One of the issues I took up with this at the time, though, was the fact that while there is a time and place to show that we of the LGBT+ community is no different than our straight counterparts, television shows are not necessarily the place to do it, least of all in a show like Glee, where originality and deviation from the norm is actively encouraged (just look at The Glee Project). Additionally, Colfer’s portrayal of Kurt as actively perpetuating just about  every gay stereotype that I can think of put him in the unique position to show the world the types of problems that gay teenagers face in the process of accepting their sexuality, coming out of the closet, and dealing with bullying. In doing so, I believe, Glee helped highlight the problem that is bullying and the fact that it needs to be stopped.

I think the gay son in Political Animals is in a similar position. Today, Dweck’s right: there are successful members of the LGBT+ community out there, making names for themselves and showing the world that you can be queer and successful. People like Barney Frank, Ellen DeGeneres, Neil Patrick Harris, and David Levithan are all prime examples of that.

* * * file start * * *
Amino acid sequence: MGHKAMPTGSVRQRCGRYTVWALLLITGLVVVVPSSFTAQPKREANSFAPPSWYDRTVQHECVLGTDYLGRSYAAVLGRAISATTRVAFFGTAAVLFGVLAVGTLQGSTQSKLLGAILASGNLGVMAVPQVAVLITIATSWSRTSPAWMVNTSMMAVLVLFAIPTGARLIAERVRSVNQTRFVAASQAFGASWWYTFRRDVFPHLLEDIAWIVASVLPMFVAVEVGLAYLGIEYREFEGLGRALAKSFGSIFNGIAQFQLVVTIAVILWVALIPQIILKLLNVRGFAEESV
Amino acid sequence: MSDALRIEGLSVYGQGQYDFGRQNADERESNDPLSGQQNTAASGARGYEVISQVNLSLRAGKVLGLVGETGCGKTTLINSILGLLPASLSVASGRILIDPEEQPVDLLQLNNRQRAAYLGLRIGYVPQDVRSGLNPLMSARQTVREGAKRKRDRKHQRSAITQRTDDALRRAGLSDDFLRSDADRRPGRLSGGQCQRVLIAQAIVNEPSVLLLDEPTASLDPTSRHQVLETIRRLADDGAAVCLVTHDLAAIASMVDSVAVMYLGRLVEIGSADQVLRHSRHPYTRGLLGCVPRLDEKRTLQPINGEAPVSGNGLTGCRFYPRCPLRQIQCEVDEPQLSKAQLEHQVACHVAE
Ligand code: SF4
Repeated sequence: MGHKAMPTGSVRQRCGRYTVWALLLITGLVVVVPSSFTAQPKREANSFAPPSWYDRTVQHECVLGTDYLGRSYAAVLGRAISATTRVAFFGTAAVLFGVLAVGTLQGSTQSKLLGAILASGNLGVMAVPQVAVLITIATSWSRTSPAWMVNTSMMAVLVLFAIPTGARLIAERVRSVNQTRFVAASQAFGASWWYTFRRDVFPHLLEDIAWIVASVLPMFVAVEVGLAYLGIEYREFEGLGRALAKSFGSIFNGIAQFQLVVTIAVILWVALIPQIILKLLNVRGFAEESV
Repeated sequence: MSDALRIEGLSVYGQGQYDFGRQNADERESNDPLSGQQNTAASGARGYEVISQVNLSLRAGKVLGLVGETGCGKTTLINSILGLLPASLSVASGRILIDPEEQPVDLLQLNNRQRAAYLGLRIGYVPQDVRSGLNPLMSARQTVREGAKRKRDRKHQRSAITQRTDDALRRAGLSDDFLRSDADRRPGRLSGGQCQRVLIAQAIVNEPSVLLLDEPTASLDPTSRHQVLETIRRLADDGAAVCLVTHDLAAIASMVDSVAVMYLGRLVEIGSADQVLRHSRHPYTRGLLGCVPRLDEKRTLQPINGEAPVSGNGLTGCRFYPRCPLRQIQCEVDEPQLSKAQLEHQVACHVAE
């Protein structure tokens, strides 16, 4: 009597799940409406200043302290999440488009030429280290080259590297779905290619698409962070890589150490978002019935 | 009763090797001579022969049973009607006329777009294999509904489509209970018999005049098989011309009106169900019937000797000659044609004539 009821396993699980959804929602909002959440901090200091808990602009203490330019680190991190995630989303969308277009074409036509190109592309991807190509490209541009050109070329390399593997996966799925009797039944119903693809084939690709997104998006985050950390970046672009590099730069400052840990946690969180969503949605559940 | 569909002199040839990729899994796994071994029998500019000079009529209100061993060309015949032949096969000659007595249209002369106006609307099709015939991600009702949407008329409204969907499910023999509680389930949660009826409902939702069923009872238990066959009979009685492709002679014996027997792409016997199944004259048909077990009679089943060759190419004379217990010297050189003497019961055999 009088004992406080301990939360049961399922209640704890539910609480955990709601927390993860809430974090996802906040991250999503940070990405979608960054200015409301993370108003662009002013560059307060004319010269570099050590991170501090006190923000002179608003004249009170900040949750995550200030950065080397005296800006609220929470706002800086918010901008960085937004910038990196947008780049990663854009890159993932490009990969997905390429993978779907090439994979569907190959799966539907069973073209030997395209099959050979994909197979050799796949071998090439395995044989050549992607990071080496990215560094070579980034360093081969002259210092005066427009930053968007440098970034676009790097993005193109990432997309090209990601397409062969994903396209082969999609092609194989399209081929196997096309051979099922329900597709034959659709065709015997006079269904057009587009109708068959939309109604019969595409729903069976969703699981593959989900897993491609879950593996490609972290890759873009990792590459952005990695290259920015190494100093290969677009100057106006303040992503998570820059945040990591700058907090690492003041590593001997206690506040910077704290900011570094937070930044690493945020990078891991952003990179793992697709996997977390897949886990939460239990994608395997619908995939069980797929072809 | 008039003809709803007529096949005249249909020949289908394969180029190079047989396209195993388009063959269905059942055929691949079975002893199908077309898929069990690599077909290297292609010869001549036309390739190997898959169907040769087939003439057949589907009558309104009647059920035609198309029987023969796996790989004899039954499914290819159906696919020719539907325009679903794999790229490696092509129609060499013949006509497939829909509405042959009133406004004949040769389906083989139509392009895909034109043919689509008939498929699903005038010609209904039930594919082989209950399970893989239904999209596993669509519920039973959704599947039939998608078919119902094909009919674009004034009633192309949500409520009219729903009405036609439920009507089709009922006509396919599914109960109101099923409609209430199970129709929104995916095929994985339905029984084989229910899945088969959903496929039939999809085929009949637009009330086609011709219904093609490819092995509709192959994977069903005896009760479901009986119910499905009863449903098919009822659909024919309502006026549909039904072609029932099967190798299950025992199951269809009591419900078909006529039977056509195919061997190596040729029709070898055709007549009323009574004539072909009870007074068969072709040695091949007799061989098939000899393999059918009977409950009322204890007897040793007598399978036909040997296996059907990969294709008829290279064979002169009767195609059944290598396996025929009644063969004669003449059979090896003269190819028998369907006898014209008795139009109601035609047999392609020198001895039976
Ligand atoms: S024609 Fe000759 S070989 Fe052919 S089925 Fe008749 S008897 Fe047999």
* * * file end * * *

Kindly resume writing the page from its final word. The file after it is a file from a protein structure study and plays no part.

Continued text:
However, it’s equally important to note that coming out of the closet — and certainly not in the public way that the fictional gay son in Political Animals seems to have done — can drive people down a very different road that the aforementioned famous queer politicians, actors, and authors and the success that they built up to. In making the gay son the drug-addicted, suicidal, and recovering alcoholic person he is, the show is highlighting the fact that not every gay person ends up the same way as Ellen DeGeneres. For some, the troubles they face as a result of coming out of the closet does lead them down the path to drugs and suicide, as has been pointed out by the numerous and tragic suicides of queer teens in the past year. Depressing though it may be, Political Animals is showing the darker and still prevalent side to coming out of the closet. In doing so, it might highlight the fact that, although it is getting better and easier to come out of the closet, there is still this aspect to it, and that aspect needs to change. Or, rather, we need to change to make sure that queer people coming out of the closet do not end up the same way the gay son in Political Animals did.

Hello Blogoshere!

Hey everyone!

Welcome to kosherqueer. My name is Amram, and I’m a 16-year-old gay Conservadox Jewish teenager living in the greater New York City metro area. I started this blog because of the apparent lack of other blogs and organizations dedicated specifically to LGBTQ-Jewish high schoolers.

I wrote more about myself in the ‘About Me’ section of the blog, so feel free to hop right on over to there to check that out.

Also, I am now on twitter. Follow @kosherqueer for more updates and tweets.

Happy blogging!